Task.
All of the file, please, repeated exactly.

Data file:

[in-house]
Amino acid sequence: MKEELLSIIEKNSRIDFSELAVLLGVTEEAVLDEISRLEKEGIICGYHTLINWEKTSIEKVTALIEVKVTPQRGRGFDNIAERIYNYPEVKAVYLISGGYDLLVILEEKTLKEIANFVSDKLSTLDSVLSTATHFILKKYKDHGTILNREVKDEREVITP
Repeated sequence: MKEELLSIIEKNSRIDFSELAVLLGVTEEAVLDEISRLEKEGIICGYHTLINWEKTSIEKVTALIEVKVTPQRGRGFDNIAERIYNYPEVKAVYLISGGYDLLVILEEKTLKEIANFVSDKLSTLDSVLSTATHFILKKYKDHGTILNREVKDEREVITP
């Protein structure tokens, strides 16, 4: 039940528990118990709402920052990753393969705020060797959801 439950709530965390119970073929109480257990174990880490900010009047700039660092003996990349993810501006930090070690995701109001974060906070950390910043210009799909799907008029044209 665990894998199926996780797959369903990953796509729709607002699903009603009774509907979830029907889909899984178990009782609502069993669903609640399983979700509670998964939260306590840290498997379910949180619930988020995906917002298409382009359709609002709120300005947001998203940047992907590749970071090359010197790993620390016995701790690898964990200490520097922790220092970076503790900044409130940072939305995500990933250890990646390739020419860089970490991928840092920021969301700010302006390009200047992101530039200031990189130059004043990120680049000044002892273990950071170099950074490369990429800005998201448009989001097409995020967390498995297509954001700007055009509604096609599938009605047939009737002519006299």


[in-house]
Amino acid sequence: MKEELLSIIEKNSRIDFSELAVLLGVTEEAVLDEISRLEKEGIICGYHTLINWEKTSIEKVTALIEVKVTPQRGRGFDNIAERIYNYPEVKAVYLISGGYDLLVILEEKTLKEIANFVSDKLSTLDSVLSTATHFILKKYKDHGTILNREVKDEREVITP
Repeated sequence: MKEELLSIIEKNSRIDFSELAVLLGVTEEAVLDEISRLEKEGIICGYHTLINWEKTSIEKVTALIEVKVTPQRGRGFDNIAERIYNYPEVKAVYLISGGYDLLVILEEKTLKEIANFVSDKLSTLDSVLSTATHFILKKYKDHGTILNREVKDEREVITP
């Protein structure tokens, strides 16, 4: 039940528990118990709402920052990753393969705020060797959801 439950709530965390119970073929109480257990174990880490900010009047700039660092003996990349993810501006930090070690995701109001974060906070950390910043210009799909799907008029044209 665990894998199926996780797959369903990953796509729709607002699903009603009774509907979830029907889909899984178990009782609502069993669903609640399983979700509670998964939260306590840290498997379910949180619930988020995906917002298409382009359709609002709120300005947001998203940047992907590749970071090359010197790993620390016995701790690898964990200490520097922790220092970076503790900044409130940072939305995500990933250890990646390739020419860089970490991928840092920021969301700010302006390009200047992101530039200031990189130059004043990120680049000044002892273990950071170099950074490369990429800005998201448009989001097409995020967390498995297509954001700007055009509604096609599938009605047939009737002519006299």